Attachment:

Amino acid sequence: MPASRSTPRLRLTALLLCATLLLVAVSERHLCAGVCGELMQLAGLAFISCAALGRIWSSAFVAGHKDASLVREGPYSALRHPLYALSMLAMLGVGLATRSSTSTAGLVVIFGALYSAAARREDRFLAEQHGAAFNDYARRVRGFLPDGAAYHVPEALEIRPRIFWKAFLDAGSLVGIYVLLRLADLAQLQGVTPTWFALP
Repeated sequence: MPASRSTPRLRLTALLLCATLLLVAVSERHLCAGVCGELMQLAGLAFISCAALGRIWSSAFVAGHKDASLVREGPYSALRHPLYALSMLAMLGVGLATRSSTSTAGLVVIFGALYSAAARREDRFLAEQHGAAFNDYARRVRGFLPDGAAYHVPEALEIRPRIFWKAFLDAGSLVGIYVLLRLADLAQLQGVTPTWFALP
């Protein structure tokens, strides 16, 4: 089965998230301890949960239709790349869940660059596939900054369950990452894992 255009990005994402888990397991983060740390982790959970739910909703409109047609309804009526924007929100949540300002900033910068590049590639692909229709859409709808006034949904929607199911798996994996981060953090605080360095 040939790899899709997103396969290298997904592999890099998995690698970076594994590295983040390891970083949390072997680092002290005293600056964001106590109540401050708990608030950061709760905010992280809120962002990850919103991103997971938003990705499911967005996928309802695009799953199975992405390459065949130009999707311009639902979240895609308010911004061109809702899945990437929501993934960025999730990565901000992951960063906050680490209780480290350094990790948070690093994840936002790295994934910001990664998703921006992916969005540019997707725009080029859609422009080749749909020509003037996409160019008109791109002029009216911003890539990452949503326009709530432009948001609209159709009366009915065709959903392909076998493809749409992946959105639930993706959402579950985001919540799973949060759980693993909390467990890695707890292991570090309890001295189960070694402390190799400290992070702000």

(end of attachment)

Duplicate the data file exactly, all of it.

Amino acid sequence: MPASRSTPRLRLTALLLCATLLLVAVSERHLCAGVCGELMQLAGLAFISCAALGRIWSSAFVAGHKDASLVREGPYSALRHPLYALSMLAMLGVGLATRSSTSTAGLVVIFGALYSAAARREDRFLAEQHGAAFNDYARRVRGFLPDGAAYHVPEALEIRPRIFWKAFLDAGSLVGIYVLLRLADLAQLQGVTPTWFALP
Repeated sequence: MPASRSTPRLRLTALLLCATLLLVAVSERHLCAGVCGELMQLAGLAFISCAALGRIWSSAFVAGHKDASLVREGPYSALRHPLYALSMLAMLGVGLATRSSTSTAGLVVIFGALYSAAARREDRFLAEQHGAAFNDYARRVRGFLPDGAAYHVPEALEIRPRIFWKAFLDAGSLVGIYVLLRLADLAQLQGVTPTWFALP
């Protein structure tokens, strides 16, 4: 089965998230301890949960239709790349869940660059596939900054369950990452894992 255009990005994402888990397991983060740390982790959970739910909703409109047609309804009526924007929100949540300002900033910068590049590639692909229709859409709808006034949904929607199911798996994996981060953090605080360095 040939790899899709997103396969290298997904592999890099998995690698970076594994590295983040390891970083949390072997680092002290005293600056964001106590109540401050708990608030950061709760905010992280809120962002990850919103991103997971938003990705499911967005996928309802695009799953199975992405390459065949130009999707311009639902979240895609308010911004061109809702899945990437929501993934960025999730990565901000992951960063906050680490209780480290350094990790948070690093994840936002790295994934910001990664998703921006992916969005540019997707725009080029859609422009080749749909020509003037996409160019008109791109002029009216911003890539990452949503326009709530432009948001609209159709009366009915065709959903392909076998493809749409992946959105639930993706959402579950985001919540799973949060759980693993909390467990890695707890292991570090309890001295189960070694402390190799400290992070702000």